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Supply of the iPhone 5 continues to improve as yield rates on the difficult-to-build handset have reportedly grown, reducing costs and boosting profitability for Apple and its suppliers.
Shaw Wu of Sterne Agee checked with members of Apple's overseas supply chain, and was told that yields on the iPhone 5 are still improving. The progress comes as estimated shipping times from Apple's online store have improved to between two and four days, while the handset is set to launch in more than 50 countries this month.
Availability of the iPhone 5 is improving despite what Wu referred to as "robust demand" for the device. He expects Apple will sell 47.3 million units in the December quarter, a forecast slightly greater than market consensus of between 45 million and 46 million iPhones sold during the holiday quarter.
Word of improved production of the iPhone 5 also prompted Wu to increase his gross margin forecast for Apple's current quarter. He now believes Apple will achieve margins of 38.5 percent during the three-month frame, up from a previous prediction of 38 percent.
Apple was said to have faced a number of issues in manufacturing the redesigned iPhone 5. An official with Apple assembly partner Foxconn reportedly said the iPhone 5 was "the most difficult device" it has ever been tasked with building.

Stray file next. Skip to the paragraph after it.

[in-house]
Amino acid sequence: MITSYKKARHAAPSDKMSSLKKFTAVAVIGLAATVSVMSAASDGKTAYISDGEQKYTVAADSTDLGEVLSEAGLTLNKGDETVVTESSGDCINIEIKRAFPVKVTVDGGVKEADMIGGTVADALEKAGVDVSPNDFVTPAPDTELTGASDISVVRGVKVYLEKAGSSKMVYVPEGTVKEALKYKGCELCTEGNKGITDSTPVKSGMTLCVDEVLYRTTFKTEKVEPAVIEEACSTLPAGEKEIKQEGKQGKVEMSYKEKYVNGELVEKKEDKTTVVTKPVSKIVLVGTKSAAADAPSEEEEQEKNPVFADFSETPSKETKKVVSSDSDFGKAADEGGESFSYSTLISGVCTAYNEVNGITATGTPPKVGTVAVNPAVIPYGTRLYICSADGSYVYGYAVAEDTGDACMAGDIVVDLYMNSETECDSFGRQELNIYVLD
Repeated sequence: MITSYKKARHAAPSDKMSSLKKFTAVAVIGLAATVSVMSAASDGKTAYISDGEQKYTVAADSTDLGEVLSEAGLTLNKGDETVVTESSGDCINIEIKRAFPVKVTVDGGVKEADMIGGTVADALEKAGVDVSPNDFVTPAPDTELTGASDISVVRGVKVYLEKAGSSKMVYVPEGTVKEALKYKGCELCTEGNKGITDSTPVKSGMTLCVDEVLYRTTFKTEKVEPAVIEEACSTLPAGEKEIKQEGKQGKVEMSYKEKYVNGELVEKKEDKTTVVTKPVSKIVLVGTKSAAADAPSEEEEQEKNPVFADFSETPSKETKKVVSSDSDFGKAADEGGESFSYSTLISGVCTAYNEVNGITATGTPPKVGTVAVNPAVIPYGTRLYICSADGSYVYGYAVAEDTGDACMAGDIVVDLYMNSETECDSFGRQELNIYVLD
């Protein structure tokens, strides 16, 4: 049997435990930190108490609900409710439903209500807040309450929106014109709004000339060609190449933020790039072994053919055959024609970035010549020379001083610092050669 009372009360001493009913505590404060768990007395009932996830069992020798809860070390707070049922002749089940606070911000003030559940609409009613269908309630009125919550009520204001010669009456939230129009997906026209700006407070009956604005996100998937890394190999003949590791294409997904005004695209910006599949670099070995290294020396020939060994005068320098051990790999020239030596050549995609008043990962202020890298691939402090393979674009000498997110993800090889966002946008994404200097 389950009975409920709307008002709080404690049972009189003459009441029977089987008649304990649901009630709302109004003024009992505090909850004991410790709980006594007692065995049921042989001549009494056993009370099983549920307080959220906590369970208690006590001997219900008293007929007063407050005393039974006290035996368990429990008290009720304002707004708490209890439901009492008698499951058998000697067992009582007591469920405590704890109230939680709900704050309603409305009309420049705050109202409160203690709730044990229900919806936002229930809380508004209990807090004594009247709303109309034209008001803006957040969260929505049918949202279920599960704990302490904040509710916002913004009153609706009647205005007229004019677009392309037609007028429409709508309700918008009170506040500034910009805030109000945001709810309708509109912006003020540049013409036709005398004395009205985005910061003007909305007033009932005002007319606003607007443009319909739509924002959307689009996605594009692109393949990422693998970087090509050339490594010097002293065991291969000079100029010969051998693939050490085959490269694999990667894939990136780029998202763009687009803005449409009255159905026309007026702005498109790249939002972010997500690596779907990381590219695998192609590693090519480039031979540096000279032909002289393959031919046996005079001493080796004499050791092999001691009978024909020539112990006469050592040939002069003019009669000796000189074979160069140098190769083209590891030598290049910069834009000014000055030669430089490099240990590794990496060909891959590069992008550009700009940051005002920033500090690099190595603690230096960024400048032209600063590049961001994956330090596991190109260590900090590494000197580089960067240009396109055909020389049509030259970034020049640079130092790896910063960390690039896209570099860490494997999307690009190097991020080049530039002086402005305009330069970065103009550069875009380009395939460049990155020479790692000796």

While supply of the iPhone 5 is now said to be improving, Apple has not been able to catch up with demand for the iPad mini. Wu said his checks found that iPad mini demand is stronger than expected, and that's believed to be the key reason why lead times remain at two weeks.
Apple is also facing issues with its redesigned iMac lineup, as the new ultra-thin design has reportedly resulted in manufacturing yields. As a result, Wu expects that Mac sales for the December quarter will be lighter-than-anticipated, thanks to limited iMac availability as well as what he called "minor cannibalization" from the iPad and iPad mini.
Accordingly, Wu has reduced his forecast for Mac sales to 5 million, down from his previous prediction of 5.1 million, and also lower than market consensus of between 5.2 million and 5.3 million.
In all, Wu expects Apple's holiday will result in $54.6 billion in revenue and $13.70 in earnings per share, higher than consensus expectations of $54.4 billion and $13.30. For fiscal 2013, he predicts Apple will earn $193.4 billion in revenue and $49.50 in earnings per share, also higher than market consensus of $193 billion and $49.28.